U.S., Canada announce Electric Vehicle Corridor from Kalamazoo to Quebec City

In a unique partnership between the United States and Canada, a massive project between the two nations will build an extensive network of electric charging stations spanning more than 850 miles.

U.S. Transportation Secretary Pete Buttigieg joined Canadian Minister of Transport Omar Alghabra, Michigan Governor Gretchen Whitmer, Detroit Mayor Mike Duggan, and IBEW Member William Baisden to announce the first Binational Electric Vehicle (EV) Corridor, which will stretch from Kalamazoo, Michigan, to Quebec City, Canada.

"As we all know, there is nothing more pure Michigan than accidentally driving into Canada," Whitmer said.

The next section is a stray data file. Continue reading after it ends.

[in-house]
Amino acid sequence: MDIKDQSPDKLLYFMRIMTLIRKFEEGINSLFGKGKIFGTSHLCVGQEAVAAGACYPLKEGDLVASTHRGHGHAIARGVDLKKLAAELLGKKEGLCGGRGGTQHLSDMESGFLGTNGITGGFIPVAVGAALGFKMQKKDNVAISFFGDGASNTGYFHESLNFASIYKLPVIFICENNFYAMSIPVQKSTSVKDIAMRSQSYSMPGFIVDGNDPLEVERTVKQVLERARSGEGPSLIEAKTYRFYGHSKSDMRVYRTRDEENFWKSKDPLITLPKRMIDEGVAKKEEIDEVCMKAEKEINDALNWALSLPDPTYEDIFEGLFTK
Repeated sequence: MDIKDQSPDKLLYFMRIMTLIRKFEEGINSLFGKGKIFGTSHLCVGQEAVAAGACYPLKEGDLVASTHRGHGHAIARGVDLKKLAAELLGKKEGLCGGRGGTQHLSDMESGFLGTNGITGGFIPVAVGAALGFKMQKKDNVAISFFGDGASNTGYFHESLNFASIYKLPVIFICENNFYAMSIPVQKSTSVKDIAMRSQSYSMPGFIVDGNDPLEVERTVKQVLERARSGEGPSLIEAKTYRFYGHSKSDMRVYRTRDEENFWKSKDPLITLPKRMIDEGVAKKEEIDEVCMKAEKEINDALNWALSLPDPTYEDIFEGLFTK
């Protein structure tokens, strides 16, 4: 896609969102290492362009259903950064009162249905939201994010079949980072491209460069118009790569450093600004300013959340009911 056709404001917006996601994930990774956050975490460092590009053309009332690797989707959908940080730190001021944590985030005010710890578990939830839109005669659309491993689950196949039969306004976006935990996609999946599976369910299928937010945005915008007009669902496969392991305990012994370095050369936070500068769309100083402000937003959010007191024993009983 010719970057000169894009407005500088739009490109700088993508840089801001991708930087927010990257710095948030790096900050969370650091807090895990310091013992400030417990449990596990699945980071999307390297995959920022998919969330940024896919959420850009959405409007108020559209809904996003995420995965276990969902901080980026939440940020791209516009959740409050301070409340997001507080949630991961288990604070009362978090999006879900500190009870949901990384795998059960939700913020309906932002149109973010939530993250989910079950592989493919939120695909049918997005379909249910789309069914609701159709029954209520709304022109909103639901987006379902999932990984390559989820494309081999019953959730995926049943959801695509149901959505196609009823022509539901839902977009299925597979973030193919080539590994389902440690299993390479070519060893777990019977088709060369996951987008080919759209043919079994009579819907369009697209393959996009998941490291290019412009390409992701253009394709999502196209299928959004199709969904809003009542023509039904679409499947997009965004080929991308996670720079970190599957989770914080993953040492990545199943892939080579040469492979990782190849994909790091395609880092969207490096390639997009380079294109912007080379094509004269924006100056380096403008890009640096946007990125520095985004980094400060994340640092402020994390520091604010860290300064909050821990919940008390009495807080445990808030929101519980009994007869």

The corridor will feature fast chargers every 50 miles – or every 80 KM in Canada – as the two nations work to build a stronger network of EV charging standards.

The unique project was announced at the Detroit Wayne County Port Authority and is part of the Biden-Harris Administration's investment to clean energy. Michigan is receiving $110 million from the Bipartisan Infrastructure Law which will include $7.5 billion in federal funding to build a national network of half a million public EV charging stations.

"About $148 billion in cross-border trade came through Detroit in the past year alone. And about a third of that was related to the automotive sector," Buttigieg said. "This transition isn't going to happen overnight, but it's happening quickly. And what I want people to know is that electric vehicles offer an opportunity to capture savings from, of course, fuel savings directly, but also maintenance savings."

As for Canada, one in ten new cars is already a zero-emission vehicle, making the project even more necessary.